If the responsible party’s assertions depend on an internal audit, or if you are planning to rely on internal audit, then you need to discuss with the client as part of the engagement set-up.
The practitioner considers the duty of care to his client. AAF 04/06 provides principles-based best practice guidance on the process that the practitioner undertakes when considering requests from the responsible party for assurance reports.
When the users are the client
Users may engage the practitioner to assess aspects of the operations performed, or information provided, by the responsible party with a view to increasing their confidence in these aspects and information. The practitioner considers the increased assurance engagement risk when accepting an engagement assigned by the users because the responsible party may not be part of the engagement which will impact the practitioner’s knowledge of the subject matter and evidence gathering process.
In this type of engagement, the responsible party has a contractual (or other) obligation only to the users, but not to the practitioner. It is therefore important for the practitioner to consider to what degree access to the information at the responsible party is required and whether such access is possible, as this may affect the assurance conclusion.
Where the users engage the practitioner to perform an assurance engagement, they are expected to fulfil their responsibilities and those are broadly in line with those for an engagement with the responsible party. Users are responsible for arranging access for the practitioner to the responsible party’s personnel, information and documentation. The users and the responsible party will need to contract or agree other arrangements that are suitable for the practitioner to obtain sufficient information and evidence to support conclusions.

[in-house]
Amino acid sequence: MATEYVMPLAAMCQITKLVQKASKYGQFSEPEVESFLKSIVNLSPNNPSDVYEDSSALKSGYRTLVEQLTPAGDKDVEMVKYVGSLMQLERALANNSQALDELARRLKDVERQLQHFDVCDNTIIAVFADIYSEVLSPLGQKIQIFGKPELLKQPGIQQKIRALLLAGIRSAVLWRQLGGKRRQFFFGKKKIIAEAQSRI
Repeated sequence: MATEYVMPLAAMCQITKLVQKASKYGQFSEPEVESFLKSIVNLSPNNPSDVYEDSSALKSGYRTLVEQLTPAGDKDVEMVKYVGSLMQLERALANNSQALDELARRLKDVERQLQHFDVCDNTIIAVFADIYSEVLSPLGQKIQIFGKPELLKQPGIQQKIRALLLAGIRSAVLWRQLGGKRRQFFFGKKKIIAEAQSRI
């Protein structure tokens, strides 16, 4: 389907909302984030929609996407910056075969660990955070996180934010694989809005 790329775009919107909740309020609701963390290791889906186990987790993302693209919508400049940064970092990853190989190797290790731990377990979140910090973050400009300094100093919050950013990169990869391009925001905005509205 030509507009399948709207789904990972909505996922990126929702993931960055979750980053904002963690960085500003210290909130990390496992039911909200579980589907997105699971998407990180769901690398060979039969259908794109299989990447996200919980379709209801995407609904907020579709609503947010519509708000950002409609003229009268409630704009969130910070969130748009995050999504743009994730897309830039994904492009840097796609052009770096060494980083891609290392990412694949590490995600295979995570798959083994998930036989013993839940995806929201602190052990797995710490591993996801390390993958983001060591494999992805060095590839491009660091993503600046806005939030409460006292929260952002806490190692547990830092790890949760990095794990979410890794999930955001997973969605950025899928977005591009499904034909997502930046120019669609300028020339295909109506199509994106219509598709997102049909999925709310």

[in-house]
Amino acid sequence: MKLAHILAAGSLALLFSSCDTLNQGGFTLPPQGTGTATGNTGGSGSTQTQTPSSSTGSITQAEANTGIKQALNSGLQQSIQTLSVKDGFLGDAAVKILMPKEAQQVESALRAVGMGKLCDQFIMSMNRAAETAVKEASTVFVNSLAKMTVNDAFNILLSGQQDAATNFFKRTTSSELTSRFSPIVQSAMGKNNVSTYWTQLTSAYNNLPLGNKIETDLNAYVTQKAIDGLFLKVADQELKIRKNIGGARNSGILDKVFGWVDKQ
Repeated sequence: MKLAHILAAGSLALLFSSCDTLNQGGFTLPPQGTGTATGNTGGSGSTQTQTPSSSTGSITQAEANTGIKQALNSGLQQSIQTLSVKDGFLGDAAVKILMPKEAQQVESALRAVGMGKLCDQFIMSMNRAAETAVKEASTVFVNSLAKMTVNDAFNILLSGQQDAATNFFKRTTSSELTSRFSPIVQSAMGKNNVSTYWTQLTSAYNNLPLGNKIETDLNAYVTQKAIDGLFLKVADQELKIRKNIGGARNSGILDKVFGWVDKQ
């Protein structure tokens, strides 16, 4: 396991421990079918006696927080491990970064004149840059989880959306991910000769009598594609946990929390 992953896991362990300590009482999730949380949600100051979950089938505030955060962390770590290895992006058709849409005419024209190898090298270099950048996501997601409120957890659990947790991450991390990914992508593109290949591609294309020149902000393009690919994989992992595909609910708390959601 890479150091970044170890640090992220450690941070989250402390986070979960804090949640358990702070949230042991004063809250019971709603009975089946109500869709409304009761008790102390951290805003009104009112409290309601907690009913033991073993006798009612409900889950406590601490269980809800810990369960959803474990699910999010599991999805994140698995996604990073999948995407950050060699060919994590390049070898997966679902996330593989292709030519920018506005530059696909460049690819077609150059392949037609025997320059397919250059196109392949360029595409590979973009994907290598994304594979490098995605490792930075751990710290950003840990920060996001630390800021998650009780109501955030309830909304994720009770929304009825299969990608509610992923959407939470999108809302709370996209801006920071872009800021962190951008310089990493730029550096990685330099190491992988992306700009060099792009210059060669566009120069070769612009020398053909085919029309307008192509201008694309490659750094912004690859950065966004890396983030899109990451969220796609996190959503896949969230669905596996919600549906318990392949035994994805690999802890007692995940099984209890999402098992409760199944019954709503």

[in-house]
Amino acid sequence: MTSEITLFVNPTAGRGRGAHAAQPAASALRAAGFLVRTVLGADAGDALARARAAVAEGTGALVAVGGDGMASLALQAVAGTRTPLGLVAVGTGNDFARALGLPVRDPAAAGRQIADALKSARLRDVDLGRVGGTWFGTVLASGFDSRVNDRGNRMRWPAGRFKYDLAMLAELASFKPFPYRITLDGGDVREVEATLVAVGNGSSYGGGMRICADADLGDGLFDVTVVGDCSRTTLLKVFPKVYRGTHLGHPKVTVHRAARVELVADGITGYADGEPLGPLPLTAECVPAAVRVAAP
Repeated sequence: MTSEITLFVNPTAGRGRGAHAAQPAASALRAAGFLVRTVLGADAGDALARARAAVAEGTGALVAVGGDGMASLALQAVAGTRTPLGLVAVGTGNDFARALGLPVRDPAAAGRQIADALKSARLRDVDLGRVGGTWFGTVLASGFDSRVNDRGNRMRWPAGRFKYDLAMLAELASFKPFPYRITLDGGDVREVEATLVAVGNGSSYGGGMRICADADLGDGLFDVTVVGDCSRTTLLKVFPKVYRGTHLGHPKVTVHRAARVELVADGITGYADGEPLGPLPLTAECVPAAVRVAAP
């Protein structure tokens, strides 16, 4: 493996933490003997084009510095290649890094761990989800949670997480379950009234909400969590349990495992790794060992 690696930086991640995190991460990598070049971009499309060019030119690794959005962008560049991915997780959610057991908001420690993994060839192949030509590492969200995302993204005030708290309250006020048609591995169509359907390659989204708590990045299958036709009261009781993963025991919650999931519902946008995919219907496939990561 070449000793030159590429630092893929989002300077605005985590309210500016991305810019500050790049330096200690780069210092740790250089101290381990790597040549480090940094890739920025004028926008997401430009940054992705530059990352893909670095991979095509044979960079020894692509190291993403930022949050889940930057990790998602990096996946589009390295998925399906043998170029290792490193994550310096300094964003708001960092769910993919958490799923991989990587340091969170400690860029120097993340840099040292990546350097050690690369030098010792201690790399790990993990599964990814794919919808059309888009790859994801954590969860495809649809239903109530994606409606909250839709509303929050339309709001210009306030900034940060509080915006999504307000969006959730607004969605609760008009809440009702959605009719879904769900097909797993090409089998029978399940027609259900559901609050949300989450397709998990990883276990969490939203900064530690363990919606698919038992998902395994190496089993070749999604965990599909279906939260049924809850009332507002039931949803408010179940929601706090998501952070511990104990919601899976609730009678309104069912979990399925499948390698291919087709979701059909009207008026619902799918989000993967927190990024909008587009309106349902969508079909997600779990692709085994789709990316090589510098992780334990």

Similarly, access to personnel, premises and relevant operational and other records kept at the user’s premises may also be needed. The users may provide information on issues, changes or other information of significance that they are aware of and may have an effect on the assurance conclusion if relevant.
Although a management representation letter from the responsible party may not be obtainable for this type of engagement, the practitioner may find it useful to obtain a written confirmation from the responsible party on the factual findings and its responsibilities in relation to the subject matter (eg, the terms of the contract) before releasing the draft report to the client. The practitioner may need to contract separately with the responsible party to ensure rights of access and agree protocols for obtaining information.
The practitioner ensures that reporting protocols regarding who has access to draft or final reports and the rights and obligations (for example to confirm factual accuracy of findings) of the responsible party to comment on, or require the practitioner to reflect comments in, the report are agreed with the responsible party and where appropriate, with the users. The basis of such provision is agreed in writing and does not establish any additional duty of care outside the terms of the engagement.
The practitioner considers the duty of care to his client. While AAF 04/06 provides principles-based best practice guidance on the process the practitioner takes when considering requests for assurance reports, it is designed for circumstances where the responsible party is the client. The practitioner may wish to seek independent legal advice where appropriate.
Page reviewed April 2018. Next review April 2019
ICAEW's assurance resource
This page is part of ICAEW’s online assurance resource, which replaces the Assurance Sourcebook.